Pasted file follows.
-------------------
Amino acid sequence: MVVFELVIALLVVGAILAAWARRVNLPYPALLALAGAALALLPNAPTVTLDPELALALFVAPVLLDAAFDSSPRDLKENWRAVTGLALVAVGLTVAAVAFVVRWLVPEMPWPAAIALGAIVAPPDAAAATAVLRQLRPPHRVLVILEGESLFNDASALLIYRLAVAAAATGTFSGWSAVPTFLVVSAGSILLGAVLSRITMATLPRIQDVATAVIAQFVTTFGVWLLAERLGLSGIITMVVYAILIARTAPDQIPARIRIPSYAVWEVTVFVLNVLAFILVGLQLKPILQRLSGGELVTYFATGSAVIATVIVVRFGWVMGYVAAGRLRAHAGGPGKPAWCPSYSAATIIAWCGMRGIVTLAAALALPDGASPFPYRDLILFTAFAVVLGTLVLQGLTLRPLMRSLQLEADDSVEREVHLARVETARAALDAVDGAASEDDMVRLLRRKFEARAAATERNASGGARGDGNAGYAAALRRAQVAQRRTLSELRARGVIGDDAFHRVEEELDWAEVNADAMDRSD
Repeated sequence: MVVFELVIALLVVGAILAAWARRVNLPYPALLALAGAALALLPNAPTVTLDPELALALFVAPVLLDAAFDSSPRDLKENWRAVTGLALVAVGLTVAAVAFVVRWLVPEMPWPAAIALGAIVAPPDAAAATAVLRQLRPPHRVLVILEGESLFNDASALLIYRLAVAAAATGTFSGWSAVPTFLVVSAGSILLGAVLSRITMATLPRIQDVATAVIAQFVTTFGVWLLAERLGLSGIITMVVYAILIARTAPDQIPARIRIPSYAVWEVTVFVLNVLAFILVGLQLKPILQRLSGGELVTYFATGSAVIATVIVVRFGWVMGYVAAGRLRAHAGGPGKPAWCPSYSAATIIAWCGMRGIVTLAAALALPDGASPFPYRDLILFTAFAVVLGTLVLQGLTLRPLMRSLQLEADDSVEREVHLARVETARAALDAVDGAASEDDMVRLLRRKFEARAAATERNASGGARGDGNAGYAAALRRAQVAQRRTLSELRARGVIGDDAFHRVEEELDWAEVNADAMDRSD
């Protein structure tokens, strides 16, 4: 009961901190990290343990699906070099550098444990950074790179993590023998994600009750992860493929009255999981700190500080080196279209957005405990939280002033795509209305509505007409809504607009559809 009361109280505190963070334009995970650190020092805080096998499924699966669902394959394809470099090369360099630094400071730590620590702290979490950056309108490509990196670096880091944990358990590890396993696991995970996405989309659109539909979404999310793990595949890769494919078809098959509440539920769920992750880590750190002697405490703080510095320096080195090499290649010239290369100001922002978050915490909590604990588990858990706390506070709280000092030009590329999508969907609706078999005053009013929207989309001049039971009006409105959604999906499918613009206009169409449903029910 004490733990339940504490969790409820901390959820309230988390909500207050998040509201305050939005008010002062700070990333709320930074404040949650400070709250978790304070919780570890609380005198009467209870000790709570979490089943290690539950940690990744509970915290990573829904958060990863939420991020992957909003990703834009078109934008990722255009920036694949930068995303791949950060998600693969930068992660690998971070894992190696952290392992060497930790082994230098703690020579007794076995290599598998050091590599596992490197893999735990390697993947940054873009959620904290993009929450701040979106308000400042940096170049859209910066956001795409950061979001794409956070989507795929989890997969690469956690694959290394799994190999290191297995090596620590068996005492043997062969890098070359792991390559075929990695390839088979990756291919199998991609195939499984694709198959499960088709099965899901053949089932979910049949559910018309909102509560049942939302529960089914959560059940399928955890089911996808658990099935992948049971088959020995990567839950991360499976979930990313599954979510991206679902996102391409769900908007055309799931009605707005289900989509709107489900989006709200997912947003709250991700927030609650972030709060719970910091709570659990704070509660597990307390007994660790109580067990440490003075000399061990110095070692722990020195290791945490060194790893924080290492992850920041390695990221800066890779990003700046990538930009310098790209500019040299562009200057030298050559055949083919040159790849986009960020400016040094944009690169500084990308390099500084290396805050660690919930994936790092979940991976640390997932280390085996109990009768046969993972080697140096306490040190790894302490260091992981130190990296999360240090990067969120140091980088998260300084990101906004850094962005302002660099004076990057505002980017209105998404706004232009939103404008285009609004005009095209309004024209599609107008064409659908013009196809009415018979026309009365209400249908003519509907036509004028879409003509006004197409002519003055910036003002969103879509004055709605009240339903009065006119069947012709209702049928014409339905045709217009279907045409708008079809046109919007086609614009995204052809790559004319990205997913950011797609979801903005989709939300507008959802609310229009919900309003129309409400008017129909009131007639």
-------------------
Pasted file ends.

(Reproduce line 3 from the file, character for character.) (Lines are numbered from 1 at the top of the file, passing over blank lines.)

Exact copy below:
């Protein structure tokens, strides 16, 4: 009961901190990290343990699906070099550098444990950074790179993590023998994600009750992860493929009255999981700190500080080196279209957005405990939280002033795509209305509505007409809504607009559809 009361109280505190963070334009995970650190020092805080096998499924699966669902394959394809470099090369360099630094400071730590620590702290979490950056309108490509990196670096880091944990358990590890396993696991995970996405989309659109539909979404999310793990595949890769494919078809098959509440539920769920992750880590750190002697405490703080510095320096080195090499290649010239290369100001922002978050915490909590604990588990858990706390506070709280000092030009590329999508969907609706078999005053009013929207989309001049039971009006409105959604999906499918613009206009169409449903029910 004490733990339940504490969790409820901390959820309230988390909500207050998040509201305050939005008010002062700070990333709320930074404040949650400070709250978790304070919780570890609380005198009467209870000790709570979490089943290690539950940690990744509970915290990573829904958060990863939420991020992957909003990703834009078109934008990722255009920036694949930068995303791949950060998600693969930068992660690998971070894992190696952290392992060497930790082994230098703690020579007794076995290599598998050091590599596992490197893999735990390697993947940054873009959620904290993009929450701040979106308000400042940096170049859209910066956001795409950061979001794409956070989507795929989890997969690469956690694959290394799994190999290191297995090596620590068996005492043997062969890098070359792991390559075929990695390839088979990756291919199998991609195939499984694709198959499960088709099965899901053949089932979910049949559910018309909102509560049942939302529960089914959560059940399928955890089911996808658990099935992948049971088959020995990567839950991360499976979930990313599954979510991206679902996102391409769900908007055309799931009605707005289900989509709107489900989006709200997912947003709250991700927030609650972030709060719970910091709570659990704070509660597990307390007994660790109580067990440490003075000399061990110095070692722990020195290791945490060194790893924080290492992850920041390695990221800066890779990003700046990538930009310098790209500019040299562009200057030298050559055949083919040159790849986009960020400016040094944009690169500084990308390099500084290396805050660690919930994936790092979940991976640390997932280390085996109990009768046969993972080697140096306490040190790894302490260091992981130190990296999360240090990067969120140091980088998260300084990101906004850094962005302002660099004076990057505002980017209105998404706004232009939103404008285009609004005009095209309004024209599609107008064409659908013009196809009415018979026309009365209400249908003519509907036509004028879409003509006004197409002519003055910036003002969103879509004055709605009240339903009065006119069947012709209702049928014409339905045709217009279907045409708008079809046109919007086609614009995204052809790559004319990205997913950011797609979801903005989709939300507008959802609310229009919900309003129309409400008017129909009131007639």